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Static Stretching Advantages

by
author image Christine St. Laurent
Christine St. Laurent holds a Master of Science in kinesiology from James Madison University. She has worked in hospital, university, sports performance and spa-based fitness and wellness centers as a personal trainer, program leader and group fitness instructor. St. Laurent has also taught college-level courses in exercise science. She is the owner of a personal-training and group-exercise studio in Manchester, Conn.
Static Stretching Advantages
Young man stretching outdoors before exercising. Photo Credit Janie Airey/Digital Vision/Getty Images

When you think of an exercise program, your mind probably visualizes aerobic movements and muscular conditioning. Stretching should be an essential component of any fitness plan, but it is often the most neglected. Static stretching is the reach-and-hold technique of stretching. Including static stretches in your fitness routine will provide your body with many advantages.

Open Your Range

One of the benefits to stretching is improved flexibility. Flexibility refers to the range of motion around a joint. Different types of stretching, including static, can increase the flexibility of your knee, hip, shoulder, and ankle joints. Enhancing your flexibility will allow you to move more freely and efficiently.

Stretch Out the Stress

Static stretching can be relaxing, both physically and mentally. The stretches you perform should be comfortable and require minimal exertion. This can give your body and brain a chance to relax. Taking deep, slow breaths is recommended while performing static stretches. For some individuals, this reduces feelings of stress. One of the side effects of stress is increased tension in the muscles. Static stretching can help alleviate this tension.

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Balance Your Body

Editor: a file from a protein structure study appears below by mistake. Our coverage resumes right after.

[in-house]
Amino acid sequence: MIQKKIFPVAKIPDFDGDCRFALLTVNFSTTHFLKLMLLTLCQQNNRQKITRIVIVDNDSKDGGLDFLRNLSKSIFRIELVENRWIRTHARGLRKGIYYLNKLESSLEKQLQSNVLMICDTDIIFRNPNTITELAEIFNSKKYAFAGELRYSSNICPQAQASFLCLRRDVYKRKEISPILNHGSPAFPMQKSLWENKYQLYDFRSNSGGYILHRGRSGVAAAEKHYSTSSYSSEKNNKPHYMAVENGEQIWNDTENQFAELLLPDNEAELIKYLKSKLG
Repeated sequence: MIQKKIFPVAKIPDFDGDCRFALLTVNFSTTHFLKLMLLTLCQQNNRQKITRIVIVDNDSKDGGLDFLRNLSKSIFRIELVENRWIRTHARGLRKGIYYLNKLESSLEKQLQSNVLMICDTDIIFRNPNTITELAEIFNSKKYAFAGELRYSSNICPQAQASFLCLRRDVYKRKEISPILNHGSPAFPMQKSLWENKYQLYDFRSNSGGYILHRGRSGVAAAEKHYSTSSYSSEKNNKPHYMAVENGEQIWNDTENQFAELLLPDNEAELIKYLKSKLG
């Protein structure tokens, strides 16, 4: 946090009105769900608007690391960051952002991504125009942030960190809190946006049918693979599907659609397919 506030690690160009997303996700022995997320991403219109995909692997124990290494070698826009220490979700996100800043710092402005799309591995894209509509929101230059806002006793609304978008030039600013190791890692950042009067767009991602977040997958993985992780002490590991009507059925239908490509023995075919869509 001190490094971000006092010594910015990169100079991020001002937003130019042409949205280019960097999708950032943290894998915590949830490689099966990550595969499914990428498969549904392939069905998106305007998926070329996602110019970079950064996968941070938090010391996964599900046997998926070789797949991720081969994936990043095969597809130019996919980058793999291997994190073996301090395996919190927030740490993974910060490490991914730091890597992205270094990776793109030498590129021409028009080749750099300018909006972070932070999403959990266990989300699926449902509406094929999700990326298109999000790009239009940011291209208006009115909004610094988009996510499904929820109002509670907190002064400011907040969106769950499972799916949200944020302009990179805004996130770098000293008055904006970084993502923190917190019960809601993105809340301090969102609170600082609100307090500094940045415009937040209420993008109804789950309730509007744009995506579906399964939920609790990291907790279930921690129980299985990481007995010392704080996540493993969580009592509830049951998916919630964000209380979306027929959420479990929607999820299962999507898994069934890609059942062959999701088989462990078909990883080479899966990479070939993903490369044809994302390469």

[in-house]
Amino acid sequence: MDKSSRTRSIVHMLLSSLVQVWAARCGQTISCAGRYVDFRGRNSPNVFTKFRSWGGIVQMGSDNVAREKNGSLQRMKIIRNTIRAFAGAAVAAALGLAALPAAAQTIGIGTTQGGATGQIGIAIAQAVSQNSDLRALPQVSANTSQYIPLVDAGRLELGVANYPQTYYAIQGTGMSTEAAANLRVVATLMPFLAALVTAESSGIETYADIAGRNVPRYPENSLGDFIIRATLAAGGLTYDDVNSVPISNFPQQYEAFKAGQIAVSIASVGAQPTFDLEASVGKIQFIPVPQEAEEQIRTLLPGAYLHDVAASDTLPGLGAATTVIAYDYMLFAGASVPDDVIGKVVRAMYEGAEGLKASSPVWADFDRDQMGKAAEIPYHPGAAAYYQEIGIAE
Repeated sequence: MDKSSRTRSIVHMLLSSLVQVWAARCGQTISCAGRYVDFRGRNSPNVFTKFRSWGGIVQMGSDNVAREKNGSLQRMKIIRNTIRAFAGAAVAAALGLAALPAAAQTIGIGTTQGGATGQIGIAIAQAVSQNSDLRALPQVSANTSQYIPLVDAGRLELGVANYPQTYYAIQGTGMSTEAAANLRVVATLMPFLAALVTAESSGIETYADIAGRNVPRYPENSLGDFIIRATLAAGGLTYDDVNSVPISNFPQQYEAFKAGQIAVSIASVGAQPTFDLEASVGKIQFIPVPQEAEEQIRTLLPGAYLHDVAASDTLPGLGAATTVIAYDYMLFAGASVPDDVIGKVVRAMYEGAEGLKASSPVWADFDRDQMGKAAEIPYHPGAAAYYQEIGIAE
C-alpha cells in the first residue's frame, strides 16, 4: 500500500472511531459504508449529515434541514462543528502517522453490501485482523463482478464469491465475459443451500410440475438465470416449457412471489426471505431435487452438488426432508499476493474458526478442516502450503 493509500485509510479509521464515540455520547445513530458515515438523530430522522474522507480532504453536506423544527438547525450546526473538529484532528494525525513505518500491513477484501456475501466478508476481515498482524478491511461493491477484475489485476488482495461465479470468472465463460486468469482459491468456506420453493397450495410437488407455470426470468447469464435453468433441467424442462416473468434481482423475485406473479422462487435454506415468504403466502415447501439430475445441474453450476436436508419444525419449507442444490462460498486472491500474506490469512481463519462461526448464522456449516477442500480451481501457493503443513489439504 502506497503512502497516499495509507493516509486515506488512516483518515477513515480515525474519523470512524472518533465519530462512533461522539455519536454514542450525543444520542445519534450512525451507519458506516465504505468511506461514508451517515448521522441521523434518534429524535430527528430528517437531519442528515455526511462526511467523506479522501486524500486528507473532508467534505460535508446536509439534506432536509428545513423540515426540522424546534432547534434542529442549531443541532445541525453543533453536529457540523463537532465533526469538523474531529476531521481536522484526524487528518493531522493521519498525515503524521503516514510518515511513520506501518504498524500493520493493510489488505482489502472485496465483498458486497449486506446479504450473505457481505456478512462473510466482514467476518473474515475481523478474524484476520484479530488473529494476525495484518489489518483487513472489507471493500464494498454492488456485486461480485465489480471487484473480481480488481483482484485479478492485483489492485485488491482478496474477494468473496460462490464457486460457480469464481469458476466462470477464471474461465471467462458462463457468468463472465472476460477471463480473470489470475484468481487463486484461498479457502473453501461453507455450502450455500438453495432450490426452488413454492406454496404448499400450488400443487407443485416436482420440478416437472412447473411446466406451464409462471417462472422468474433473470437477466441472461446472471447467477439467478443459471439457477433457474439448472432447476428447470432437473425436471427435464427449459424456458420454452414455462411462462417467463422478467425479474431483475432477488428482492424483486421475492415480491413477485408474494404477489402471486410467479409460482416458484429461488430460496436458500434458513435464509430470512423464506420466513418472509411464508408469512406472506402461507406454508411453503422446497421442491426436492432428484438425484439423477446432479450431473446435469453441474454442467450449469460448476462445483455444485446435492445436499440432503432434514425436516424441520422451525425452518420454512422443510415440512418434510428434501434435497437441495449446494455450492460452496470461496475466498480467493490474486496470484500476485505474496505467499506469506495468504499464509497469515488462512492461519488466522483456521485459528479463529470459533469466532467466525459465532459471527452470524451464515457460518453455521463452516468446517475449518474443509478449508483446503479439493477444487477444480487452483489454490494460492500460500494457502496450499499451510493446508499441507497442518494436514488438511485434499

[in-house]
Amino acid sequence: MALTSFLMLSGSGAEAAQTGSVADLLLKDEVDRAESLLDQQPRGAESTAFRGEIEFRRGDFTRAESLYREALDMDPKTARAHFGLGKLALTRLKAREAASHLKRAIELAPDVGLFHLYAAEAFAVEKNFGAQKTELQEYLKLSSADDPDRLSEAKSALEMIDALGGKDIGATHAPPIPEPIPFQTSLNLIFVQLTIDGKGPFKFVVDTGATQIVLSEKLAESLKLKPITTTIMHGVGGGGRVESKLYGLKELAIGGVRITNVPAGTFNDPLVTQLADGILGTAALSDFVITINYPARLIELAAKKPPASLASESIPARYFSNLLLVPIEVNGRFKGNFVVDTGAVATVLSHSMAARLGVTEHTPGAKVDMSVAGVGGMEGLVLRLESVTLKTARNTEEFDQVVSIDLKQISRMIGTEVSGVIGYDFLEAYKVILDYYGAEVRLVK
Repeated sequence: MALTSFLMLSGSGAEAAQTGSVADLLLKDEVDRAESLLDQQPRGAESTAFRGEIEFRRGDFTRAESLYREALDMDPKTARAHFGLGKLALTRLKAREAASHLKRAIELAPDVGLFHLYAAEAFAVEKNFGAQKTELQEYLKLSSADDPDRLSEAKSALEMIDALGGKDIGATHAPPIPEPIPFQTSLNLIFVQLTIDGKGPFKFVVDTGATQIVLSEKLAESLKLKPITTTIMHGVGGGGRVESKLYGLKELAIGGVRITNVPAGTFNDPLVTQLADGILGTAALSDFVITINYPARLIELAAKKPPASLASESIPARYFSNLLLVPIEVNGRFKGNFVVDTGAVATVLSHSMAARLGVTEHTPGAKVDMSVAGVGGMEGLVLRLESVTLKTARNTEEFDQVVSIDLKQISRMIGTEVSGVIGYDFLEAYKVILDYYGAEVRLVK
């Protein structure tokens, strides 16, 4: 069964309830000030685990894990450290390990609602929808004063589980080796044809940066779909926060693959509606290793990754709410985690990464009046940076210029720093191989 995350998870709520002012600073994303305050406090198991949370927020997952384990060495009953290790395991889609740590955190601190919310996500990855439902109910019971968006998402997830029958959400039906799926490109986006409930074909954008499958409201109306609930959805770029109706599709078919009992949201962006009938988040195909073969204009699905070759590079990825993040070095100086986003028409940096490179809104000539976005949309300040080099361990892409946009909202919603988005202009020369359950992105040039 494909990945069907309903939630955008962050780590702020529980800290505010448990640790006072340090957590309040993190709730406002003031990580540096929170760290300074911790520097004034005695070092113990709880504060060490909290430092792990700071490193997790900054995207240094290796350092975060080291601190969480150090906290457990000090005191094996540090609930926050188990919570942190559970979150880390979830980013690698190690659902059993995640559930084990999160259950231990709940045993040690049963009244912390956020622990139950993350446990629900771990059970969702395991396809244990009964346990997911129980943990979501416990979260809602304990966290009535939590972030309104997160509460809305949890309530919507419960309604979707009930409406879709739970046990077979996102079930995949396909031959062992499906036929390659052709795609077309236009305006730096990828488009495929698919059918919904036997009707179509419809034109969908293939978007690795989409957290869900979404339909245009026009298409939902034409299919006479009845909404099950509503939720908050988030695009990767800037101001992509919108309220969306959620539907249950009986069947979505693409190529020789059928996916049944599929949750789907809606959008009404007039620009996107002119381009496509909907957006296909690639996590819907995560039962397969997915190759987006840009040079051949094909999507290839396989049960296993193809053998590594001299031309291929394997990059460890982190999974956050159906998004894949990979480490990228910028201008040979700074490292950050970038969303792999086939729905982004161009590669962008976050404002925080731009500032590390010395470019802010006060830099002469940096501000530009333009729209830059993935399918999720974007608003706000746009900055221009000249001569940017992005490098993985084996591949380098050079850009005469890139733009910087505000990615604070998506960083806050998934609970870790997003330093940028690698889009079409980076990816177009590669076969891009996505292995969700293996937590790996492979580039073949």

Poor flexibility in one or more muscle groups can lead to muscular imbalances or poor posture. Tight muscles pull on joints and can slowly create a shift in your body's alignment. People with muscular-skeletal imbalances appear to be more prone to injuries. Reduced range of motion can be influenced by lack of regular movement or overuse of certain muscles. For example, runners often have tight hip flexors -- the muscles that connect the front of the hip to the thigh -- and can benefit from static stretches for that muscle group.

Successful Stretching

To get the most out of your static stretching, do not stretch a cold muscle. Perform a five- to 10-minute aerobic warm-up or save your stretching for the end of your workout. Reach just beyond your typical range of motion. You should feel some tension in the muscles as you stretch, but stay within the pain-free zone. Hold each stretch for at least 15 to 30 seconds. Take slow, deep breaths while you hold the stretch and do not bounce. If time permits, repeat each stretch three to five times. Include stretches for all of your major muscle groups, but spend extra time on the muscles that feel tight or are used frequently during your day. For example, if you drive or type on a computer a lot then focus your attention on the front of your shoulders and your chest.

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References

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